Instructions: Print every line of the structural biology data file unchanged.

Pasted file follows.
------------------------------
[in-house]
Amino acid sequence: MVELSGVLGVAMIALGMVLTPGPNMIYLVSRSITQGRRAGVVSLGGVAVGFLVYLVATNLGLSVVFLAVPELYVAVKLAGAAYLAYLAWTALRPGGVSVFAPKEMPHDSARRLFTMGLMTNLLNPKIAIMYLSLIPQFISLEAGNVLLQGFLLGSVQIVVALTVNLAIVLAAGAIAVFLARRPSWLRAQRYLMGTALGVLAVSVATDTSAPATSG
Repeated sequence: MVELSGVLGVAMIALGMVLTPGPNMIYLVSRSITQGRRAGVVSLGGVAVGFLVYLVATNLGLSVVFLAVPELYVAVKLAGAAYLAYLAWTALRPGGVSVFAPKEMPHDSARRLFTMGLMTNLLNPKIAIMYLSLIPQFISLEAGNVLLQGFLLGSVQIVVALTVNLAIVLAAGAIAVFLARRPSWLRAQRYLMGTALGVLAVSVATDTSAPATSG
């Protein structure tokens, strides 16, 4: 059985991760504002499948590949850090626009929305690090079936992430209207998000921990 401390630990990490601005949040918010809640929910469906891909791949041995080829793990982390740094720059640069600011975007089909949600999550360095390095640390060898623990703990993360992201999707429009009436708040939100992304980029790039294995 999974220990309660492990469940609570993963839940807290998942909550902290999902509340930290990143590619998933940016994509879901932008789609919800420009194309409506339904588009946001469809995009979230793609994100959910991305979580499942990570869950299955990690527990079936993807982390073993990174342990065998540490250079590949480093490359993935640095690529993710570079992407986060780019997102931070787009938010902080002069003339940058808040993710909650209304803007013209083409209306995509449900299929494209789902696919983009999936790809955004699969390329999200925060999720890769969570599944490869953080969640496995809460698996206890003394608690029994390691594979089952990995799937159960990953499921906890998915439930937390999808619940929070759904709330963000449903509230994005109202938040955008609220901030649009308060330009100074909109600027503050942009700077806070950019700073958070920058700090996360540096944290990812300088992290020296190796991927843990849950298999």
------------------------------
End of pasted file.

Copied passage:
[in-house]
Amino acid sequence: MVELSGVLGVAMIALGMVLTPGPNMIYLVSRSITQGRRAGVVSLGGVAVGFLVYLVATNLGLSVVFLAVPELYVAVKLAGAAYLAYLAWTALRPGGVSVFAPKEMPHDSARRLFTMGLMTNLLNPKIAIMYLSLIPQFISLEAGNVLLQGFLLGSVQIVVALTVNLAIVLAAGAIAVFLARRPSWLRAQRYLMGTALGVLAVSVATDTSAPATSG
Repeated sequence: MVELSGVLGVAMIALGMVLTPGPNMIYLVSRSITQGRRAGVVSLGGVAVGFLVYLVATNLGLSVVFLAVPELYVAVKLAGAAYLAYLAWTALRPGGVSVFAPKEMPHDSARRLFTMGLMTNLLNPKIAIMYLSLIPQFISLEAGNVLLQGFLLGSVQIVVALTVNLAIVLAAGAIAVFLARRPSWLRAQRYLMGTALGVLAVSVATDTSAPATSG
């Protein structure tokens, strides 16, 4: 059985991760504002499948590949850090626009929305690090079936992430209207998000921990 401390630990990490601005949040918010809640929910469906891909791949041995080829793990982390740094720059640069600011975007089909949600999550360095390095640390060898623990703990993360992201999707429009009436708040939100992304980029790039294995 999974220990309660492990469940609570993963839940807290998942909550902290999902509340930290990143590619998933940016994509879901932008789609919800420009194309409506339904588009946001469809995009979230793609994100959910991305979580499942990570869950299955990690527990079936993807982390073993990174342990065998540490250079590949480093490359993935640095690529993710570079992407986060780019997102931070787009938010902080002069003339940058808040993710909650209304803007013209083409209306995509449900299929494209789902696919983009999936790809955004699969390329999200925060999720890769969570599944490869953080969640496995809460698996206890003394608690029994390691594979089952990995799937159960990953499921906890998915439930937390999808619940929070759904709330963000449903509230994005109202938040955008609220901030649009308060330009100074909109600027503050942009700077806070950019700073958070920058700090996360540096944290990812300088992290020296190796991927843990849950298999």